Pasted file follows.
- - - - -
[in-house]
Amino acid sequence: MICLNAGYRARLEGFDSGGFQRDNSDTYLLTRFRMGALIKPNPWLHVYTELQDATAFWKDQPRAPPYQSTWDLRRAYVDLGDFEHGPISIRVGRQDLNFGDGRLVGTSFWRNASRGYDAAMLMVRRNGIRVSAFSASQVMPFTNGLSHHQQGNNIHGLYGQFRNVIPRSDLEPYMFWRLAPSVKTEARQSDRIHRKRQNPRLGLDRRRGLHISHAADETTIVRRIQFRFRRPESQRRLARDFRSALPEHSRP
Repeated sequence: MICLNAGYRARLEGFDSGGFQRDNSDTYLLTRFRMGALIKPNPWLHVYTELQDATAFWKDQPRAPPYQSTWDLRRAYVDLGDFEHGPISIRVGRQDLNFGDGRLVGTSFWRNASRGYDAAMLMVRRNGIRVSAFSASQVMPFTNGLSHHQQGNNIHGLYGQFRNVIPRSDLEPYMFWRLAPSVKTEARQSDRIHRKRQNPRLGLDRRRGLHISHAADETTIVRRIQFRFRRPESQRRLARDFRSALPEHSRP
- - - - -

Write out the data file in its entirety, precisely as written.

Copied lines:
[in-house]
Amino acid sequence: MICLNAGYRARLEGFDSGGFQRDNSDTYLLTRFRMGALIKPNPWLHVYTELQDATAFWKDQPRAPPYQSTWDLRRAYVDLGDFEHGPISIRVGRQDLNFGDGRLVGTSFWRNASRGYDAAMLMVRRNGIRVSAFSASQVMPFTNGLSHHQQGNNIHGLYGQFRNVIPRSDLEPYMFWRLAPSVKTEARQSDRIHRKRQNPRLGLDRRRGLHISHAADETTIVRRIQFRFRRPESQRRLARDFRSALPEHSRP
Repeated sequence: MICLNAGYRARLEGFDSGGFQRDNSDTYLLTRFRMGALIKPNPWLHVYTELQDATAFWKDQPRAPPYQSTWDLRRAYVDLGDFEHGPISIRVGRQDLNFGDGRLVGTSFWRNASRGYDAAMLMVRRNGIRVSAFSASQVMPFTNGLSHHQQGNNIHGLYGQFRNVIPRSDLEPYMFWRLAPSVKTEARQSDRIHRKRQNPRLGLDRRRGLHISHAADETTIVRRIQFRFRRPESQRRLARDFRSALPEHSRP